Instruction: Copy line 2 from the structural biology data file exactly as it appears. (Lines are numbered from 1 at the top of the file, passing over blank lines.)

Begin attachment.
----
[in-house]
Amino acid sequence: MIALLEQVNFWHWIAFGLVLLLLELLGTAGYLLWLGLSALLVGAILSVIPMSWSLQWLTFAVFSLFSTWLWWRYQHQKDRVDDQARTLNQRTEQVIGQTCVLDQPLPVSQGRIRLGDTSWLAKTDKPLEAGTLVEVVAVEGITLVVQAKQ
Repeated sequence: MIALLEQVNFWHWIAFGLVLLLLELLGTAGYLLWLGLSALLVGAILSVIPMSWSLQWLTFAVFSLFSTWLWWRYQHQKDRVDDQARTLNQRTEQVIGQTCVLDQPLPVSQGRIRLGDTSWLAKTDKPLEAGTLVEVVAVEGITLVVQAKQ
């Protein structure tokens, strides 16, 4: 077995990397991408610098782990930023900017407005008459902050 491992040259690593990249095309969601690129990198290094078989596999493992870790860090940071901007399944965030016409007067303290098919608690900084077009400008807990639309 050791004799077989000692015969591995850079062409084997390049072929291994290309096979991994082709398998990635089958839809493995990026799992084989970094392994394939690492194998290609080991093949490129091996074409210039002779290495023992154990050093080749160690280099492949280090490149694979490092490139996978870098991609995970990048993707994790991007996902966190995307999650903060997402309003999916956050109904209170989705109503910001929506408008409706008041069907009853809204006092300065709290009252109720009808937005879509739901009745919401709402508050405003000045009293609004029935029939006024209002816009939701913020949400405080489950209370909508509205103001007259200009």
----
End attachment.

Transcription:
Amino acid sequence: MIALLEQVNFWHWIAFGLVLLLLELLGTAGYLLWLGLSALLVGAILSVIPMSWSLQWLTFAVFSLFSTWLWWRYQHQKDRVDDQARTLNQRTEQVIGQTCVLDQPLPVSQGRIRLGDTSWLAKTDKPLEAGTLVEVVAVEGITLVVQAKQ